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<i>Valentine Road</i> Is a Great, Urgent Doc About the Murder of an LGBT Teen
Lawrence King, killed by classmate Brandon McInerney

Perhaps the best and worst thing about young teenagers is that they're capable of what George W. Bush fans used to call “great moral clarity.” In HBO's sure-to-make-you-bawl documentary Valentine Road, Aliyah, a student at E.O. Green Junior High School in Oxnard, California, breaks down the differences between gayness and transsexuality with a certainty and sensitivity that too few adults possess—it's her conviction that the distinctions are of vital importance.

Another kid, explaining what it's like to be gay in a small town, spills a truth most grown-ups would be too polite to: “It's basically ignorance. That is the plague of our school.” When kids like these tape over their mouths for the annual Day of Silence protest against schools' treatment of LGBT students, they do so with the purest moral authority—young folks who know they're fighting to create a world better than the one adults have given them.

But the brutal flip side of that certainty inspired 14-year-old Brandon McInerney to shoot and kill his classmate Lawrence King in a Green computer lab. King, you may recall from news reports, had taken to wearing high heels with his school uniform and had just announced that he—she, we might say, if King had lived long enough to fully articulate a gender identity—now wanted to be called “Latisha.”

Brandon McInerney, who killed classmate Lawrence "Larry" King.
Brandon McInerney, who killed classmate Lawrence "Larry" King.

Details

Valentine Road
Directed by Marta Cunningham
HBO Documentaries
Airs October 7 on HBO
Valentine Road HBO website



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Lawrence—Larry—was already the school's pariah, its go-to insult. In the film, another student reports that people would say things like, “Oh, dude, you're so gay you're going to date Larry when you grow up.” The week of the shooting, King had asked McInerney to be his valentine—in front of McInerney's friends on the basketball court. Like King, McInerney had suffered a dumb and brutal childhood, one with too little love and too much neglect, and, like King, he sought to prove to the world who he was via the outward expression of the confusion inside him. McInerney, like so many young men, figured the only thing he had to offer was violence. He shot King, went to jail, went to trial, and somehow, through it all, never lost his girlfriend—or the support of a community that previously didn't give two shits about a poor boy like him.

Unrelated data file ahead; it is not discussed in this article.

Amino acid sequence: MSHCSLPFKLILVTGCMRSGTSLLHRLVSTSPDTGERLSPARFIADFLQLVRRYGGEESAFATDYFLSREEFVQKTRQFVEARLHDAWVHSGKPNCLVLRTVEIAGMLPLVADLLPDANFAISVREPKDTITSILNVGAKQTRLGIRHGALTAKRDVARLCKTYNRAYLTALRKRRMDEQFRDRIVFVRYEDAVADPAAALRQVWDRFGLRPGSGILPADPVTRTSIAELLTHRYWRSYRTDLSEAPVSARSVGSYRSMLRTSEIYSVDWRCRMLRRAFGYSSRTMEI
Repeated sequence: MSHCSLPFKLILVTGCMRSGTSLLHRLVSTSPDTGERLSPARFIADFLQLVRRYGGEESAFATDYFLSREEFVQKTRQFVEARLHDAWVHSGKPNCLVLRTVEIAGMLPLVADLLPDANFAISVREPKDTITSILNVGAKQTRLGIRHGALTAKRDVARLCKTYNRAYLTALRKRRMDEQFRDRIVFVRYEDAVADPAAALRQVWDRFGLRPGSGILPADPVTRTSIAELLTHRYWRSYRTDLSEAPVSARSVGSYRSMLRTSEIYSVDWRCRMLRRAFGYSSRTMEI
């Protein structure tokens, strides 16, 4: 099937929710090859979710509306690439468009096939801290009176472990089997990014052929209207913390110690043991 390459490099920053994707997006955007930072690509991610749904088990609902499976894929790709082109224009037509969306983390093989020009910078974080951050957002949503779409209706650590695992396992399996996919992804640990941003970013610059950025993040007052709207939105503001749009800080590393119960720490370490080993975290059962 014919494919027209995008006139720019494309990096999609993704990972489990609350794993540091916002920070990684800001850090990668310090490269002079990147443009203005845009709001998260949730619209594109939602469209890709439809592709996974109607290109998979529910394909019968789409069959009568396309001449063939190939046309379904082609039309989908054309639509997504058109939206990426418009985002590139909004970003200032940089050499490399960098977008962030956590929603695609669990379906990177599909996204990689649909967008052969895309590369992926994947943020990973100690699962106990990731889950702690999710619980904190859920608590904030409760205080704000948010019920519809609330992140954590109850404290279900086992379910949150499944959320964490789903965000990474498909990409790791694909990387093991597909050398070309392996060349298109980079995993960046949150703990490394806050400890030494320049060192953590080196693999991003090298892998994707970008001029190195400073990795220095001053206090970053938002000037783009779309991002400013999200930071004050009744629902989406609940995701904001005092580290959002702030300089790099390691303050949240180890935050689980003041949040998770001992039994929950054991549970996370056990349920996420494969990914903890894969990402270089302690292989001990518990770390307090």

There are many lifetimes' worth of tragedies to go around in Marta Cunningham's moving, excellent film, a doc that never flinches from heartbreak—we see McInerney's parents in full-on breakdown on police department surveillance footage not long after the arrest—or human complexity. “Every single adult just fucked up at every step of the way, and that's what's so frustrating to me,” says defense attorney Robyn Bramson. At first, the case seems cut-and-dry: There were many witnesses, and McInerney never denied that he had planned the murder in advance. But the law—like teenagers or California voters—often suffers from that same damnable moral certainty that urged McInerney to kill. California’s Proposition 21, passed in 2000, demands that anyone 14 or older charged with murder be tried as an adult, so McInerney found himself facing life without parole rather than some more thoughtful or hopeful rehabilitation. A prosecutor shows us footage of McInerney, in juvenile detention, attacking other kids for reasons nobody bothers to guess at. It's to the great credit of Cunningham's film that, even as viewers weep for King, they will most likely fear for McInerney, too.

His case is wrenching: An angry, rudderless kid, sketching Nazi imagery in his schoolbooks, hanging with white supremacists because the adults around him—meth-addict mother and often violent father—have done so little to nurture any talents or faculties within him that all he could find to cling to that might make him seem to matter was whiteness itself. But he's grown into something of a charmer, or at least that's the claim of the girlfriend who says she still hopes to marry him—and who says, a little scornfully, right into the camera, “When Brandon told me Larry came to school in high heels, I was like, 'Why?'”

She seems to presume that anyone watching would agree: “Yeah, that is weird. Yuck.” The citizens of Oxnard often say unsettling things in Valentine Road. A teacher speaks darkly of the LGBT demonstrators that marched past the school not long after the shooting—“I have questions,” she says, implying some sort of conspiracy. Others teachers complain that another California law prevented them from doing what they believe they should have done: send King home to change so that he didn't stand out so much.